Liet. General Sir James Leith

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Memoirs of the Late Lieutenant-General Sir James LEITH, G.C.B., With a Precis of some of the most remarkable events of The Peninsular War. – By a British Officer. – 8vo.1818.

James Leith, the third son of John Leith, Esq., of Leith Hal, was born at the seat of his ancestors, in Aberdeenshire, upon the 8th of August, 1763. The early part of his education was conducted by a private tutor, after which he studied at the university of Aberdeen, and it ought to have been added, that anterior to this, he spent some year at the grammar school at Elgin.

Being a younger brother, Mr. Leith chose the army as a profession ; in consequence of which, he was sent to a military academy at Lisle, where he perfected himself in those sciences connected with the education of an officer. “His talents, the elegance of his manner and address, made him, at the commencement of his life, distinguished and courted. Possessed of a commanding figure, and an intelligent, handsome countenance, he added to generosity of disposition, a warmth of heart, and a polished deportment, that stamped him as a person of no common promise.”

In 1780, Mr. Leith joined the 21st regiment, and was soon after promoted to a lieutenancy in the 81st Highlanders. Having at length obtained a company, he served in that capacity until the of peace of 1783, when his corps was reduced. Captain Leith, however, was not destined to remain long unemployed, for in the course of a few months, he was appointed to the 50th regiment then at Gibraltar, and soon after his arrival there, was nominated aid-de-camp to Sir Robert Boyd, K.B., who was then governor of that fortress.

In the course of a few years, he accompanied General O’Hara, in the same capacity, to Toulon. When that gallant officer was taken by the enemy, the subject of this memoir was placed on the staff of Major-General Sir David Dundas, and on the evacuation of that city, he returned to England.

His services having now obtained for him the rank of major, by brevet, Mr. Leith procured leave to raise the “Aberdeenshire Fencibles :” at the head of which regiment her served for some years in Ireland. “During the rebellion.” we are told. “he was conspicuous for his activity and firmness of mind, and those qualities that found full scope for development in the mercy and forgiveness extended to many of the objects of mistaken feeling, whom circumstances placed in his power ; – and it is no slight eulogium, that during scenes, where so much bloodshed was inevitable, Colonel Leith’s humanity never became in the slightest degree questioned.’ In 1803, the subject of this memoir obtained a commission as colonel of the 13th batallion of Reserve ; and in the course of the following year, he was placed on the staff in Ireland, as a Brigadier-General. IN 1808, he was promoted to the rank of Major-General, and was soon afterward destined enter on that brilliant career in the peninsula, afforded by the occurence of the Spanish revolution. Under General Moore, he was appointed to the command of a brigade, and distinguished himself greatly, by the bold front and manly resistance he constantly exhibited against the enemy, whose advance was frequently checked by his bravery and good conduct. He also distinguished himself greatly at the battle of Corunna.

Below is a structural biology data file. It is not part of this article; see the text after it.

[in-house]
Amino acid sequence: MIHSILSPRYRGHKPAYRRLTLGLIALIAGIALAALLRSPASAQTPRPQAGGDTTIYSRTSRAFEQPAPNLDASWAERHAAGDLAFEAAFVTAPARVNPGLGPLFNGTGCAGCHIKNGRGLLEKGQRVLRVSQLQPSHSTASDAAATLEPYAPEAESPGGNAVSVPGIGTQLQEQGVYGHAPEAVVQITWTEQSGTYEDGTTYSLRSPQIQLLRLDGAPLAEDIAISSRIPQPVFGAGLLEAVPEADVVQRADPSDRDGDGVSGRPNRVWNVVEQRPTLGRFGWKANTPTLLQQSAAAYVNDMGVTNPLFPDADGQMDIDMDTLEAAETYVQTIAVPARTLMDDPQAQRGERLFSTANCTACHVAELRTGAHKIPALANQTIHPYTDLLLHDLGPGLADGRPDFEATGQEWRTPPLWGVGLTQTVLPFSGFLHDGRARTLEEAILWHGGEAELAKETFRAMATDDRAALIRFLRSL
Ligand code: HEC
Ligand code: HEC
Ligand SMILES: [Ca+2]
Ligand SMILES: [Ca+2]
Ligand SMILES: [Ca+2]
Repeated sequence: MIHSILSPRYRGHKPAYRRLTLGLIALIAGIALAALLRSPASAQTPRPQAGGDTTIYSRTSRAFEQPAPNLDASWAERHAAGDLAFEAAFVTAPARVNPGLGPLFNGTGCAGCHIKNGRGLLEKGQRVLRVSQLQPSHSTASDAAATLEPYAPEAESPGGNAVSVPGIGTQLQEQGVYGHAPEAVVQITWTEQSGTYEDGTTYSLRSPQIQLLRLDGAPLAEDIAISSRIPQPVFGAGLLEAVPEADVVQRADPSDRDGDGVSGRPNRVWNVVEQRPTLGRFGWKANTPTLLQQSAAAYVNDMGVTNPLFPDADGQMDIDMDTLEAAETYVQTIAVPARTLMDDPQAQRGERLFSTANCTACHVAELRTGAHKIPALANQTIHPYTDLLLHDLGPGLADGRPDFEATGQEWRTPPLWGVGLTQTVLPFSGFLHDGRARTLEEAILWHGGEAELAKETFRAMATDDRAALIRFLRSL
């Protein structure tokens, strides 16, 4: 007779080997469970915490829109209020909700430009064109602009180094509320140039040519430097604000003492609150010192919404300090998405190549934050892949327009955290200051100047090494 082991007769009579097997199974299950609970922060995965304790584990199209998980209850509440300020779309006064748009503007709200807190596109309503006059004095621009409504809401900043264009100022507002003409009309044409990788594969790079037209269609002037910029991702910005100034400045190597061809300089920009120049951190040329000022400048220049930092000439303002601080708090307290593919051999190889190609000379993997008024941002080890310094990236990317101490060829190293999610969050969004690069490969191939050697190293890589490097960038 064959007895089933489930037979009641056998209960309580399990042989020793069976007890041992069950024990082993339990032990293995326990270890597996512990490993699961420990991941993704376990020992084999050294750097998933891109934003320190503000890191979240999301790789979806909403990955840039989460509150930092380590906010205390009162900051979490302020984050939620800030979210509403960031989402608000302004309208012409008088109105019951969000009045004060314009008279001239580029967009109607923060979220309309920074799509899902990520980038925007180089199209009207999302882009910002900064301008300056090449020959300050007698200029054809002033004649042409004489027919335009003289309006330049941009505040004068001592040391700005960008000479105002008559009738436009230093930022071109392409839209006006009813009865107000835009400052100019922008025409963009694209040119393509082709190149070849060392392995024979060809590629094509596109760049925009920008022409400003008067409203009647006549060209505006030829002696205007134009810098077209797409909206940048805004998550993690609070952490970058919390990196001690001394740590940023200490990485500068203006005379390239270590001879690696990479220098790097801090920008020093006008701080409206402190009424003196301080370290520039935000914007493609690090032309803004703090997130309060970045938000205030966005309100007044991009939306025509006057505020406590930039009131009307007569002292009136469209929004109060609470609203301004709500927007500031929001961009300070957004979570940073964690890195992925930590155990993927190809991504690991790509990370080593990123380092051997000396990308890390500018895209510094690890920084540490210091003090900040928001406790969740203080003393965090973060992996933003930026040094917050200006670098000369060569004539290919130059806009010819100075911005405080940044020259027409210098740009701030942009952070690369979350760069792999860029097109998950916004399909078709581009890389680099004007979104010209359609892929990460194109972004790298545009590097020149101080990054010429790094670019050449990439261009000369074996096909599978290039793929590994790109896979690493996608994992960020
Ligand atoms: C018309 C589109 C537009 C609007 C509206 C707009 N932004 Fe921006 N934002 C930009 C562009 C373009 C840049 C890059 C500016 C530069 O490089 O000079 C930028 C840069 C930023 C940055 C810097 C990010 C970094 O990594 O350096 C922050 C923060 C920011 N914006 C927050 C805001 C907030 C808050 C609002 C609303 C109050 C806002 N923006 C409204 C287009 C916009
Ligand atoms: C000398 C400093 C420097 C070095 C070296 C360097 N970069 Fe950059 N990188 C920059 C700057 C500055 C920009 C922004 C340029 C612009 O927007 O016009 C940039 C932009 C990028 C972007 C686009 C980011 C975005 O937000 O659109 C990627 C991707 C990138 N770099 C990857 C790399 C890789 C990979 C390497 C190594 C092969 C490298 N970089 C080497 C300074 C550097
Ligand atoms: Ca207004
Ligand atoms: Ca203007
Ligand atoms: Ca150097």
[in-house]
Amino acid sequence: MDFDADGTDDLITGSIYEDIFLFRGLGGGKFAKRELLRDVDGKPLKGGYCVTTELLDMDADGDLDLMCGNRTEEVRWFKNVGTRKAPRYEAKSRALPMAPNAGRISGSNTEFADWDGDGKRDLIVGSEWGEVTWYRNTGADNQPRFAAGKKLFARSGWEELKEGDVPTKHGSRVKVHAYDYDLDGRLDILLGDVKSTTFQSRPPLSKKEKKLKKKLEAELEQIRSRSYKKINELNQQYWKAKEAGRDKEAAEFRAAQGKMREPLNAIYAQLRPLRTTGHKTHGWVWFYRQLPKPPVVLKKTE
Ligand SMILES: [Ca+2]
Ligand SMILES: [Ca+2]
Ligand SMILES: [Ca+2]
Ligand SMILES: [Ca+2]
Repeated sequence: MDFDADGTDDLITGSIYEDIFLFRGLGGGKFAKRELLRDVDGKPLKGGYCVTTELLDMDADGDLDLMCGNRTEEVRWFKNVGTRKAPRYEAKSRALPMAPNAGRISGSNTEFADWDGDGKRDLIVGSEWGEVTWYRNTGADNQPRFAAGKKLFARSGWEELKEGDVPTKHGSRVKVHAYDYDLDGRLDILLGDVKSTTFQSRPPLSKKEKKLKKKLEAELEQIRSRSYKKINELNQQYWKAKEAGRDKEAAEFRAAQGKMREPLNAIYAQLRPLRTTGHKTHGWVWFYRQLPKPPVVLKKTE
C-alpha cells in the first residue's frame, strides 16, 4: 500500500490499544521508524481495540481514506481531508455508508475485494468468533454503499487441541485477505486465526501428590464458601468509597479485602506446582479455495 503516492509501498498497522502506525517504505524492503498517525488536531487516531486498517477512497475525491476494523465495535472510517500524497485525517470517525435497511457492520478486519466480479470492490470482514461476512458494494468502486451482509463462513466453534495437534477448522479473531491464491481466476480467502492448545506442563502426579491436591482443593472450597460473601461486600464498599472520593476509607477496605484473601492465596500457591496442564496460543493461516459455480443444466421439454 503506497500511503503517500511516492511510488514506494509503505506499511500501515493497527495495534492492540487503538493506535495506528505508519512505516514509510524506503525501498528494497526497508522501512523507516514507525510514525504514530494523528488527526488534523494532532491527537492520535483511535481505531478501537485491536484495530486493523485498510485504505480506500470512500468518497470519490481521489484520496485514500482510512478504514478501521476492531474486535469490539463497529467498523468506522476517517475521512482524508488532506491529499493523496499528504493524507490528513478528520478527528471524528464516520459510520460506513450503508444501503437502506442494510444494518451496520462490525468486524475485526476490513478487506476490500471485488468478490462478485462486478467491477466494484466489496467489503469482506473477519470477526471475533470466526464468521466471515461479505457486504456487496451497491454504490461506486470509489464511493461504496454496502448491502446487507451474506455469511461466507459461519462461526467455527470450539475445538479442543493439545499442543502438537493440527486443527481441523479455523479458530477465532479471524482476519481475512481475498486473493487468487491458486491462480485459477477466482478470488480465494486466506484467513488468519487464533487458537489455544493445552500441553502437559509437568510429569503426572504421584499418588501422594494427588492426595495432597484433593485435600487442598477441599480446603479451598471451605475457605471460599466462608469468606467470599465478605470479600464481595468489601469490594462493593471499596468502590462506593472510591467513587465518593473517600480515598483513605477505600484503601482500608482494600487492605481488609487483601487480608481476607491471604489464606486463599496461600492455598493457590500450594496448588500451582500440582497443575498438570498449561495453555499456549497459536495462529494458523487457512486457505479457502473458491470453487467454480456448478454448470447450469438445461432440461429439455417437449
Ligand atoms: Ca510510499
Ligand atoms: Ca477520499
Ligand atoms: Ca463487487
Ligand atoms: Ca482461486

On his return to England, Major General Leith was immediately placed on the home staff ; but soon after repaired to the continent, and assisted in the siege of Flushing, after the surrender of which he was conveyed to Harwich, in a state of dangerous illness, in consequence of a violent attack of the fever of that country. In 1810, we find him serving under Lord Wellington in Portugal ; and he reaped new laurels at Busaco, by the promptitude of vigour of his charge against the French troops. But he was once more obliged to return to England in consequence of a fresh attack on the Walcheren fever.

We hear however, soon after his recovery, of his serving in Spain, and exhibiting fresh marks of his skill and gallantry, by the escalade of St. Vincente, which eminently contributed to the capture of Badajos. In an action with the Duke of Ragusa, he received a severe wound, in consequence of which the General was carried to Salamanca, and in 1813, was rewarded with the insignia of the Bath, on account of his very brilliant conduct at the battle of that name.

After being repeatedly wounded, Lieutenant General Leith returned to England, where he remained until 1814, when he was appointed commander of the forces in the West Indies, and Captain-General of the Leeward Islands.

Such was his gallant behaviour, and so amiable his manners, after his arrival in the colonies, that the privy-council of Guadaloupe, voted his 2000l. for the purchase of a sword ; while the King of France trasnsmitted the Grand Cordon of the Order of Military Merit, as a testimony of that distinguished conduct which had secured Martinique from revolt, and retained Guadaloupe in fidelity to mother country. But the Lieutenant-General was not long destined to display his talents and abilities, for on the 10th of October, 1816, he was attacked by a magnificent fever, which carried him off on the 16th, to the regret of the whole army. (source; The Annual Biography and Obituary, for the year 1819, vol 3, London)  – See further details on the most accomplished Leith soldier in the library section. His memoir was written by his nephew Andrew.

Liet General James Leith is the most notable of all the family’s military men. Far surpassing his older brother. His nephew Andrew, whom he mentored during the Spanish campaign perhaps gained many of his positive attributes from his uncle who was clearly one of Wellington’s most able generals.

He is buried at Westminster Abbey

His papers can be accessed at the University of Manchester